What other exciting projects/developments are in the pipeline at Sunshine Coast Airport to help cope with increased passenger numbers once air travel begins to pick-up again?
We are looking forward to seeing our new, international runway put to good use in the coming years. At the time of writing, we are eagerly awaiting steps towards a ‘Trans-Tasman travel bubble’ with New Zealand, which will allow for quarantine-free travel between both countries.
Prior to COVID-19, we were planning a terminal redevelopment over the next three to five years to cater for the passenger growth that we had anticipated in both domestic and international travel due to the new runway.
As we approach COVID-19 capacity levels, we have recommenced the planning work towards that terminal redevelopment. In the meantime, however, we are also looking at some interim terminal enhancements in the check-in, departure lounge and baggage reclaim areas of our airport.
We are also working on infrastructure upgrades to our screening facilities in order to deliver the mandatory screening requirements, including body scanners, by the deadline of 2022.
Are there any initiatives that you have implemented during the COVID-19 pandemic that you will permanently integrate into your airport’s strategy, even once the crisis has passed?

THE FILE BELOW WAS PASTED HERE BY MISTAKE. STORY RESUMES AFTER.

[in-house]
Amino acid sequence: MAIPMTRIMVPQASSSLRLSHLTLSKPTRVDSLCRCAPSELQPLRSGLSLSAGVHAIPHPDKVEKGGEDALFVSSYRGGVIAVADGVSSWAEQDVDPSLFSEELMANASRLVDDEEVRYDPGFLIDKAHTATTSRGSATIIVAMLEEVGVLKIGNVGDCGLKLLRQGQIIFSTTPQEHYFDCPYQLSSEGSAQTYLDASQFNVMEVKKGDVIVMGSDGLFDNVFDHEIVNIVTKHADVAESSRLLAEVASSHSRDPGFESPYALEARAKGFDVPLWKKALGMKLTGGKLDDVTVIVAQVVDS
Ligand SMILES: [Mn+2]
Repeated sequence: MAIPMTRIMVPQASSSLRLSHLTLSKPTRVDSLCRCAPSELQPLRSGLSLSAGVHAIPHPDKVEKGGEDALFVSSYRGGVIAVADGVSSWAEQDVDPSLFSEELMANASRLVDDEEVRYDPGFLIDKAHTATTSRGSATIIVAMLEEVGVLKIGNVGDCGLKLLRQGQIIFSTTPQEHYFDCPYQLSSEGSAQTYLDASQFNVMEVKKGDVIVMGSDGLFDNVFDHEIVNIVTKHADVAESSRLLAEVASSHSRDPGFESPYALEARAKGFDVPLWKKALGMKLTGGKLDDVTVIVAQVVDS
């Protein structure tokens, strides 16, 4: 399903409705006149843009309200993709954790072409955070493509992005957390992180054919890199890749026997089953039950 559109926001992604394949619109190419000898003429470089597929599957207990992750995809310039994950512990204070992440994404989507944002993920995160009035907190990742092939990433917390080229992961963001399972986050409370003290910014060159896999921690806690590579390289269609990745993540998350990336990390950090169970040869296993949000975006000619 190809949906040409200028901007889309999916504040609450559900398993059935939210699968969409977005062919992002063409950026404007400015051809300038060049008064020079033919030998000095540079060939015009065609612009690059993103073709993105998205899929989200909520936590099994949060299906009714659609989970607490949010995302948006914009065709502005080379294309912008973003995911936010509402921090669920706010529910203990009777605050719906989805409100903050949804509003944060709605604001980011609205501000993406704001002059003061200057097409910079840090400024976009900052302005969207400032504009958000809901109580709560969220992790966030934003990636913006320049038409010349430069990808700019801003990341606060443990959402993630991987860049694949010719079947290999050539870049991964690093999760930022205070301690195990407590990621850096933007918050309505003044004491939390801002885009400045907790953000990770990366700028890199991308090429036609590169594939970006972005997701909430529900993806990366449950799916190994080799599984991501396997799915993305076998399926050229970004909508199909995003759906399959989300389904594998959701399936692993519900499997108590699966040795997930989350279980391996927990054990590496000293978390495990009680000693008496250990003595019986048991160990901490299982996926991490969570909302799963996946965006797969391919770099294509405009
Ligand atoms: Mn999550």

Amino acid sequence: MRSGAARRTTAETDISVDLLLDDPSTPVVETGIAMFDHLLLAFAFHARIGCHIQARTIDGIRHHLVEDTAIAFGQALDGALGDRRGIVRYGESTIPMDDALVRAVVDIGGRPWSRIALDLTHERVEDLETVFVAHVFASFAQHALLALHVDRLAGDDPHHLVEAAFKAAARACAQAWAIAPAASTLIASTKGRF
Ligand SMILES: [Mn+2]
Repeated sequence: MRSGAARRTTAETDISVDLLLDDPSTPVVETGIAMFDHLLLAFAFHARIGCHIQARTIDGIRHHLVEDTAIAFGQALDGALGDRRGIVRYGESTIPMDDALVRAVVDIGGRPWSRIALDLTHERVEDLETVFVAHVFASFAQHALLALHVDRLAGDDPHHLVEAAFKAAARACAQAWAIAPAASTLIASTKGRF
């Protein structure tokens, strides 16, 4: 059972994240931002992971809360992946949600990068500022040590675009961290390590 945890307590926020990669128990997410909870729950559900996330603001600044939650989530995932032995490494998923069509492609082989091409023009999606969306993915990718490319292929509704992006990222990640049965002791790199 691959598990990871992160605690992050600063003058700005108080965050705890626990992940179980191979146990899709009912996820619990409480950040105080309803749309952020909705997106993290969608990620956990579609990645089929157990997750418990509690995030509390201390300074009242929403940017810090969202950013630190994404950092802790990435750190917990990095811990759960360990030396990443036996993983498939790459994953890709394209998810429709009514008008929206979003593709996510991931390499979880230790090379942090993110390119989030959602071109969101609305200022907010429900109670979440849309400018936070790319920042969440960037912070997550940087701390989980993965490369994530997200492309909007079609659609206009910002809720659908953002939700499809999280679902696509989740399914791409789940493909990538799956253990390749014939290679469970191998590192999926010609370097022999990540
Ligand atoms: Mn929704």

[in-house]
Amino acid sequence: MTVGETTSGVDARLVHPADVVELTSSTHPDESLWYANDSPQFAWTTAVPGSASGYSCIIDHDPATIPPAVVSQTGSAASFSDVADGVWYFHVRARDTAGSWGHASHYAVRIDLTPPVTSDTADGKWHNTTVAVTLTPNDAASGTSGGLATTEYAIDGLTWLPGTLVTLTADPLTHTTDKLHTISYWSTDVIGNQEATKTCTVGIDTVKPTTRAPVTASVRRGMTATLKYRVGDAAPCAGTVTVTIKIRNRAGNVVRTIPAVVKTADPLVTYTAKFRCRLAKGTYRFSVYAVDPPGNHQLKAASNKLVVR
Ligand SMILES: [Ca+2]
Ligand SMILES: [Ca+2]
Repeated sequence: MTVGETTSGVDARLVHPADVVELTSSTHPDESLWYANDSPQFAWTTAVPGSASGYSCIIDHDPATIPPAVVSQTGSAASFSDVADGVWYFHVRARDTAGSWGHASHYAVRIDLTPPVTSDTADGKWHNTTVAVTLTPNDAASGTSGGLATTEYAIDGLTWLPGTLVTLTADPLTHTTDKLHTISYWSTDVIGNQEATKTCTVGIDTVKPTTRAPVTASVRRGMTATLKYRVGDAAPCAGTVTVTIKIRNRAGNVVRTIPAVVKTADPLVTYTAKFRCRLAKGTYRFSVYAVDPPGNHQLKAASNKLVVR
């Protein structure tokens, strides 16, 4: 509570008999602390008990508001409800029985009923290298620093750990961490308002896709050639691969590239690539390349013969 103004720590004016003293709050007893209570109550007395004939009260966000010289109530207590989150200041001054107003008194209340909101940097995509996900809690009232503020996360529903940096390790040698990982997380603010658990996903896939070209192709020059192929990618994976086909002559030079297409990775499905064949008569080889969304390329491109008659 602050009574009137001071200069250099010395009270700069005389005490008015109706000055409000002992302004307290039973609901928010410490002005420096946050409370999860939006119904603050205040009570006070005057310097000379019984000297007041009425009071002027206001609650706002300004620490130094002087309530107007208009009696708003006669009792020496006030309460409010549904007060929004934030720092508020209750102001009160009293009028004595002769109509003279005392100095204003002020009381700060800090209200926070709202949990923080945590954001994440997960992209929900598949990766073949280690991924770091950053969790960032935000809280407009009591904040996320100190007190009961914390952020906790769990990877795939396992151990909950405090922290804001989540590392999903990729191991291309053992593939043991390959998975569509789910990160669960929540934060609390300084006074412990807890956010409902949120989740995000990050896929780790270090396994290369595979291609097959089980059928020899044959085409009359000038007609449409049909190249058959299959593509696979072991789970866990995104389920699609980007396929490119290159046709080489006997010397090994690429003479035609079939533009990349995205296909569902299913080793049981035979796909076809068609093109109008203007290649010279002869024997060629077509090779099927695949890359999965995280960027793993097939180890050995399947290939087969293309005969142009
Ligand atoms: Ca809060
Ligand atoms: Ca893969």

For us, what the impacts of COVID-19 demonstrated was the need for Sunshine Coast to diversify its revenue streams. The airport site is around 460 hectares, with only about half in use for aviation.
Our overarching Master Plan, developed in late 2019, outlines proposed uses for the site, including a vibrant aviation industry leveraging the new runway, commercial opportunities and environmental initiatives, such as solar arrays. This involves a $200 million capital programme, which, unfortunately, was put on hold due to COVID-19. We are now pursuing those opportunities with renewed urgency, including a freight and logistics hub, as well as industrial, commercial, convenience and retail uses.
For us, what the impacts of COVID-19 demonstrated was the need for Sunshine Coast to diversify its revenue streams”
There are almost 7,000 primary producers in our greater region, from award-winning seafood – such as tuna and swordfish – to dairy – such as cheese – and more niche products, such as finger lime (think lime caviar). Again, COVID-19 has meant that people have taken the time to really think about the source of what they are eating, and valuing produce from a clean, green environment like the Sunshine Coast.